Pokémon Scarlet & Violet: The Teal Mask is an interesting bit of DLC for a few reasons. The biggest one is that it’s part of a set of two, which means the story that it tells is going to continue with The Indigo Disk when that releases later this year. The other reason it’s interesting is that Pokémon Scarlet and Violet are, at least in my opinion, some of the worst entries in the franchise we’ve had.
I’ve not gone back to Pokemon Violet since my review of it, partly because incredible games haven’t stopped releasing since November last year, but mostly because I find the experience sort of depressing. Despite the potential of the open world and the new free-form approach to everything, the game’s performance on Nintendo Switch is so mind-bogglingly bad that it makes it hard to focus on anything else.
Unfortunately, The Teal Mask doesn’t drop alongside sweeping optimisation or essential performance fixes, and instead, just opening the map up to warp back to the school to start the DLC is a painful reminder of how sluggish everything is. Things are alright once you’re inside and chatting with the teacher who’s going to take you on your school trip to Kitakami, the new subregion for this DLC, but that is a fleeting moment.
I’m going to try and keep my complaints brief, but I also want you to understand that there’s no escpaing them. The glitches and performance issues are ever-present, and if you can’t deal with that fact, you won’t be able to enjoy this DLC.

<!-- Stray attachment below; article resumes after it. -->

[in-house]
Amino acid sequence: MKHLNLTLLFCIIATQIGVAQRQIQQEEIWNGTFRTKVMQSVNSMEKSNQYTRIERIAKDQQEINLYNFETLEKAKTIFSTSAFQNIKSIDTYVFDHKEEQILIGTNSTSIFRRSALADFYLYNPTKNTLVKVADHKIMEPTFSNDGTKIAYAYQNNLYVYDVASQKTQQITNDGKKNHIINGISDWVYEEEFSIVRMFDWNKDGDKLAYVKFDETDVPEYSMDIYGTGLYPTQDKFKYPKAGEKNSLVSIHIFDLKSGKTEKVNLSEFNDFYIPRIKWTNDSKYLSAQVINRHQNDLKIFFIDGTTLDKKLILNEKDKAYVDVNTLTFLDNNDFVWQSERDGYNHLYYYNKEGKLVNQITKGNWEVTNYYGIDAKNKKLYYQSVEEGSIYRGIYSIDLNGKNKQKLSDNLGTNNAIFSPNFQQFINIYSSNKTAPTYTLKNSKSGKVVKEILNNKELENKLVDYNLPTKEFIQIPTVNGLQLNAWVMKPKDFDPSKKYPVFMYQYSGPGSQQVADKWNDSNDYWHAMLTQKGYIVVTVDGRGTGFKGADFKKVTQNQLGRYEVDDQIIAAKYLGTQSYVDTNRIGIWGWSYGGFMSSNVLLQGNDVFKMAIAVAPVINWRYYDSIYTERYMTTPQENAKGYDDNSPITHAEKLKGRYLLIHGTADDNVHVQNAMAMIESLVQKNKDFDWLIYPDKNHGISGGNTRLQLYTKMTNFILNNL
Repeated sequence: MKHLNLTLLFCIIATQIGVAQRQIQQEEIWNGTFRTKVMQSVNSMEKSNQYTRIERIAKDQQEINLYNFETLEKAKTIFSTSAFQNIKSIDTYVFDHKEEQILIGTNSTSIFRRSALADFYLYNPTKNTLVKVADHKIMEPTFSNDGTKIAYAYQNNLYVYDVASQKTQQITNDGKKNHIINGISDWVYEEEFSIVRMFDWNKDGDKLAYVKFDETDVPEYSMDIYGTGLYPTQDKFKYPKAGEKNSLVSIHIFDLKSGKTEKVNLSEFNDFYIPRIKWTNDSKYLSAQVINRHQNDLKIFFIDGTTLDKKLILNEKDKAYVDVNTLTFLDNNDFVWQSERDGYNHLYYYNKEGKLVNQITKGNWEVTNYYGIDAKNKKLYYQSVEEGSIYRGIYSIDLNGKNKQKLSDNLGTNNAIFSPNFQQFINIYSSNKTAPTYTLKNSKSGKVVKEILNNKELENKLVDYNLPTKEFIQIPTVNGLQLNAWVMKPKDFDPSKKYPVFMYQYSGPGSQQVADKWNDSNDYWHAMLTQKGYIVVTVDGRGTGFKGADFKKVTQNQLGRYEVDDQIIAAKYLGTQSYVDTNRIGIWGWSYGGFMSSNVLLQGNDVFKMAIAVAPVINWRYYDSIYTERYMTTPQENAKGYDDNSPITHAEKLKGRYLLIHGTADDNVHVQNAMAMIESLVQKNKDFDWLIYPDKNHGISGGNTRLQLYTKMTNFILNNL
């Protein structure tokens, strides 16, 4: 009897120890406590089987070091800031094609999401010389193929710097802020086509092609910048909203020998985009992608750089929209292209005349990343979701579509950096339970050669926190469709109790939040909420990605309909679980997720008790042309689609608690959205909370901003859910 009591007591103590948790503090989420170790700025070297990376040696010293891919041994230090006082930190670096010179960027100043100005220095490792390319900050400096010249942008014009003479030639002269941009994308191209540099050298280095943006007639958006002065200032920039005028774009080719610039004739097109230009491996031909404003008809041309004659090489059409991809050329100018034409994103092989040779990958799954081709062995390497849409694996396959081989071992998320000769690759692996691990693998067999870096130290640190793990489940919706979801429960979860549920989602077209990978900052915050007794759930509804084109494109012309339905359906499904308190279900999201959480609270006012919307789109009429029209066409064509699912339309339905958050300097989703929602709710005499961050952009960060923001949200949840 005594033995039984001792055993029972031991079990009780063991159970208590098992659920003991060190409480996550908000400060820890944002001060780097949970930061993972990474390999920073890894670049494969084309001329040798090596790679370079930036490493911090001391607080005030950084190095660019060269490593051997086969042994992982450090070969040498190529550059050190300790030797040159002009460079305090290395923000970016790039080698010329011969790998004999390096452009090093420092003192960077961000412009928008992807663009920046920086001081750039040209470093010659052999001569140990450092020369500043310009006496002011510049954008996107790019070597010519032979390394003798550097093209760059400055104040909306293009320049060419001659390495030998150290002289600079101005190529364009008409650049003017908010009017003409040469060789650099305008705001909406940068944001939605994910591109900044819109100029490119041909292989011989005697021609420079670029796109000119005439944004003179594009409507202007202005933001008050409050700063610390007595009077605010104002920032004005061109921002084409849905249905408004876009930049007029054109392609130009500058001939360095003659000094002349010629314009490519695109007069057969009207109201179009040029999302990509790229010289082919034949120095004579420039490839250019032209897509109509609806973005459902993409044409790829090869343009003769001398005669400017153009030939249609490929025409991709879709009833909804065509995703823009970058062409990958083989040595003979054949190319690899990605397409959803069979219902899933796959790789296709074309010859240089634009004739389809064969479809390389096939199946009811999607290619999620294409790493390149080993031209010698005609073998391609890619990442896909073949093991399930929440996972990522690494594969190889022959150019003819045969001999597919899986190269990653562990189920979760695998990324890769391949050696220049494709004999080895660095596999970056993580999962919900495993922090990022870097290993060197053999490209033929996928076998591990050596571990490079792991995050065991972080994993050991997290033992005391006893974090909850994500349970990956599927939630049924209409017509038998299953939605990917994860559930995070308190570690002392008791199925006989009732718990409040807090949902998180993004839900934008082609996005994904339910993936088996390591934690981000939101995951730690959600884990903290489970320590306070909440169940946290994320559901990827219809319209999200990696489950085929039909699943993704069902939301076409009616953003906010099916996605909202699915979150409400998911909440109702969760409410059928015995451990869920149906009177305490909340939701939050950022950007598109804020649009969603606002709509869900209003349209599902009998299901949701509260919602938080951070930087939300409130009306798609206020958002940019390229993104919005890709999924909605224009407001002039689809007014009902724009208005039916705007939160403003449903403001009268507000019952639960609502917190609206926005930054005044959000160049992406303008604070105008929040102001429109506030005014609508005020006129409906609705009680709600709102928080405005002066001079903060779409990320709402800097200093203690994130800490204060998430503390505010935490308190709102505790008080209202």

Once you hit the new area, you’ll notice that even during the cutscenes, textures and shadows pop in and out of existence like Thanos is performing a jazz-inspired finger-clicking session. Then you’ve got other little things, like sending a Pokemon off to fight on its own, only to have that adorable monster end up fused with the floor and unable to move. Or there are camera issues where the battle camera can’t actually find anyone who’s involved in the fray. Anything further than 10 metres from you may as well not exist, and you end up chasing shadows around a lot as the game struggles to bring them into reality ahead of you. It’s bad in a way that AAA games simply shouldn’t be, and it’s unacceptable.
Much like the core games, it’s made far worse by the fact that everything outside of that is good. The story is compelling and surprisingly heartfelt, taking you to the new region of Kitakami which is lovely to explore, and introducing you to new characters who shine consistently. Kieran, a nervous boy who follows you along serves as a very effective analogue for the story unfolding around you, while Carmine, his assertive older sister, does a good job of being a more stern rival, at least to begin with.
There’s also a great mix of new and returning monsters, headlined by the new legendary Mask Pokémon Ogerpon, but also bringing back around 100 from previous games. Seeing all of these monsters roaming around next to each other helps make everything feel far more alive. I’d love to see future games iterate on this by having them interact with each other too, because then I’d feel even worse for mowing them all down.
Given how big of a shift we’ve seen to open world adventuring and the battles in the last couple of games, there won’t be any surprises for how battles play out in this DLC, and exploring remains a little tricky with how your Pokémon bike controls, but it all gets the job done.
It’s just all wasted when you can’t enjoy the game unless you’re playing it with your glasses off, have just chopped up 1,000 onions or dipped your Switch in vaseline. Pokémon fans deserve a game that works, and this DLC, despite it’s potential, is being bolted onto games which don’t.